10 Reasons to Audit your Lease

contract1. The Property is for Sale
Prior to selling a building, the lender will require the landlord to have all tenants sign an Estoppel Certificate certifying that the lease has been properly admin­istered. Most leases require the tenant to sign an Estoppel on demand. An Estoppel can block the col­lection of overcharges incurred prior to its signature date. Even without an Estoppel, it can be very difficult to collect refunds for the prior owner's mistakes once the new owner takes over.

2. After Sale of Property
After the property has been sold, new ownership will often bring in new bookkeeping methods. Furthermore, a new owner will want to immediately increase the value of the building. The easiest way to do this is to increase the operating expenses passed through to the tenants. Each additional dollar passed through to the tenant will increase the
value of the property by 5 to 10 dollars.

3. The Management Company Changes
A new management company will often bring its own book­keeping methods to your prop­erty. The standard lease for the building may be referred to, but your specific lease may not leave its file folder.

4. Your Lease Was Modified in Negotiations
If, during negotiations, you made changes to the landlord's stan­dard lease, added exhibits or addenda, or if you used your own lease, it is likely that errors will be made. These changes represent more work to a busy property manager. A tenant's bills will often be calculated based on the standard lease for a property without reference to the actual, signed document.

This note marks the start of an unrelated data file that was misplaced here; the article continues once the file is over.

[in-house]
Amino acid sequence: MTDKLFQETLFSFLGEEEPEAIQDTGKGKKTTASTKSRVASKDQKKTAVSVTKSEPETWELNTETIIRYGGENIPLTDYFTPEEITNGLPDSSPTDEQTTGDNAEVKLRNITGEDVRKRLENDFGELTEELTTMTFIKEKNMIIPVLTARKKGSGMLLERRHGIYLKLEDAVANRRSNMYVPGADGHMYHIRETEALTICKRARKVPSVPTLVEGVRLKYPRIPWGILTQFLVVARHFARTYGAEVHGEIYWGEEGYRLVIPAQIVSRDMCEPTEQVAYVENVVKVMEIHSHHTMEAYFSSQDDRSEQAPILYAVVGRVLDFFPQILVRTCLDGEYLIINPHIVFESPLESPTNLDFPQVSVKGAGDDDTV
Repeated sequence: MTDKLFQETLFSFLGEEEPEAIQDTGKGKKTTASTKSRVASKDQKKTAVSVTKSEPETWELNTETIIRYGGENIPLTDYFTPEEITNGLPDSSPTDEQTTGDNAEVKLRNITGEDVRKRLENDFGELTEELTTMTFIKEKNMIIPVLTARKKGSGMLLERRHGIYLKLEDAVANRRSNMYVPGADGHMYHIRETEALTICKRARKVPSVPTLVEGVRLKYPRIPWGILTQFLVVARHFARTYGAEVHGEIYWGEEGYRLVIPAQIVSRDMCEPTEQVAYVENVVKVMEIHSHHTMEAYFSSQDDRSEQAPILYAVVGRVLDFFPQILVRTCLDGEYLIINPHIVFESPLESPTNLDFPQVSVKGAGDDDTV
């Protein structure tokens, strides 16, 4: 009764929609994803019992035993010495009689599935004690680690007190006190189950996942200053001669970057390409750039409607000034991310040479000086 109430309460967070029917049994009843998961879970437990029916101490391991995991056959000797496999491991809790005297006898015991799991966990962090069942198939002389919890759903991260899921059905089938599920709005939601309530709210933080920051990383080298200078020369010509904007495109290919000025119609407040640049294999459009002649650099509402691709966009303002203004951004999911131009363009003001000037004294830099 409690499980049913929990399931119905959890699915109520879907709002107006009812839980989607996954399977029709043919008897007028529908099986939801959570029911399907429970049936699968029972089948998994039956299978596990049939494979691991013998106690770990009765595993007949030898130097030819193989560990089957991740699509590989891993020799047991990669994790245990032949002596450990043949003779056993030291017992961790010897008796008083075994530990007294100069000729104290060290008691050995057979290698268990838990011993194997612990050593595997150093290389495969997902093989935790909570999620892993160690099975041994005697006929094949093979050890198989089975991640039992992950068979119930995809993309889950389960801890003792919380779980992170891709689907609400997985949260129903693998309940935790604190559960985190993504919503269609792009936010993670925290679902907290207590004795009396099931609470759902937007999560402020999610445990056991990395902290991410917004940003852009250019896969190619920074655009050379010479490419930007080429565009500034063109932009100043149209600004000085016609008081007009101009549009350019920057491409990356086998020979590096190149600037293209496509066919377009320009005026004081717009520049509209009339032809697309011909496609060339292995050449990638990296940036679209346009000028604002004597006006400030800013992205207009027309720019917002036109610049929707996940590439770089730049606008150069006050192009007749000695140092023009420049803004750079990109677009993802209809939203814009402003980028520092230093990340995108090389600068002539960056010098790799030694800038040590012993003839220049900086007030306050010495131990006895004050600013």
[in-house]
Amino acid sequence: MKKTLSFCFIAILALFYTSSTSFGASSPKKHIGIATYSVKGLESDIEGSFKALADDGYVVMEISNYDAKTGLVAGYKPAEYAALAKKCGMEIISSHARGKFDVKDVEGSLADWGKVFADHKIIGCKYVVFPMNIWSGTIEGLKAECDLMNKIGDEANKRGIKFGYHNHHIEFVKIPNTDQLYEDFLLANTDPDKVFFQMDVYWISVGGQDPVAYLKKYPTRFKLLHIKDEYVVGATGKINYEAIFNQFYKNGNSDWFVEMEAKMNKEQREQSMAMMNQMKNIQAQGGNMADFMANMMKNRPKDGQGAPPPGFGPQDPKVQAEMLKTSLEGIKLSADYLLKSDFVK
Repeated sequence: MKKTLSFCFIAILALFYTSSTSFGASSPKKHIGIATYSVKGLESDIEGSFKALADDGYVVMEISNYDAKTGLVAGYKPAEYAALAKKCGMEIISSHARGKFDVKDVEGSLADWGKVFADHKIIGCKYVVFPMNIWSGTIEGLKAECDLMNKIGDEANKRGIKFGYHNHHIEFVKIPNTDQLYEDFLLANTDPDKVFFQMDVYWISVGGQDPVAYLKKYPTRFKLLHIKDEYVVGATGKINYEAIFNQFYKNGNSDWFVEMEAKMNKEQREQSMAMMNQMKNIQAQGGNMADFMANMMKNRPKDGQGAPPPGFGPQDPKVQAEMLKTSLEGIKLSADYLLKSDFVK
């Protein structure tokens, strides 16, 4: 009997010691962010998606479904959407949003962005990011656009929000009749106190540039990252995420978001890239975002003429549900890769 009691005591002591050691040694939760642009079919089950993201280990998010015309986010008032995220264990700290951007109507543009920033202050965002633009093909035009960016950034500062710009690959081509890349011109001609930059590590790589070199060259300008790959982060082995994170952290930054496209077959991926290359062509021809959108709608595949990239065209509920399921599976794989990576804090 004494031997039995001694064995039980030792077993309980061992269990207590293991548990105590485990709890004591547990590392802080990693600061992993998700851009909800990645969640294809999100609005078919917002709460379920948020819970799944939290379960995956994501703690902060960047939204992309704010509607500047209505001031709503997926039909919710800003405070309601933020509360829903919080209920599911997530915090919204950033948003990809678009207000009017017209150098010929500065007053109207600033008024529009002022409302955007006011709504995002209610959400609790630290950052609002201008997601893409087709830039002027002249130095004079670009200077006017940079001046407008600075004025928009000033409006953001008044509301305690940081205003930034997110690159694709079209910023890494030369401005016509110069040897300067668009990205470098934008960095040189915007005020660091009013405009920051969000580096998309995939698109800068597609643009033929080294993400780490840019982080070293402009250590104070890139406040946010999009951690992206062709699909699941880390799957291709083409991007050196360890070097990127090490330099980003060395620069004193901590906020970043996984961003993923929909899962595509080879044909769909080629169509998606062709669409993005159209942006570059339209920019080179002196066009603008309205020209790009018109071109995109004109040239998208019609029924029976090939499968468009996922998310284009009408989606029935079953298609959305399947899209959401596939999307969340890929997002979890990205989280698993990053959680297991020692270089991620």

5. Calculations Change or Inconsistent Billings
When the method of calculation of reconciliations changes, er­rors are likely. A lease should spell out the specific method of calculation to be used in tenant bills. These calculations should not change without adequate notice and explanation from the landlord. Inconsistency in these calculations suggests that the lease is not being followed.

6. Bills for Items that Do Not Benefit You
Assessments for items which do not benefit the tenant should be contested.

7. Sudden Large Changes
Sudden large changes in pass throughs should be examined.

8. Lack of Supporting Documentation
The landlord should be able to document each bill he has passed through to you.

9. Landlord Secrecy/Effort to Impede Audit
Landlord secrecy or efforts to impede an audit suggests there is something to hide.

10. Higher Than Average Costs
Your cost per square foot should be about the same as the indus­try average for your type of space in your city.

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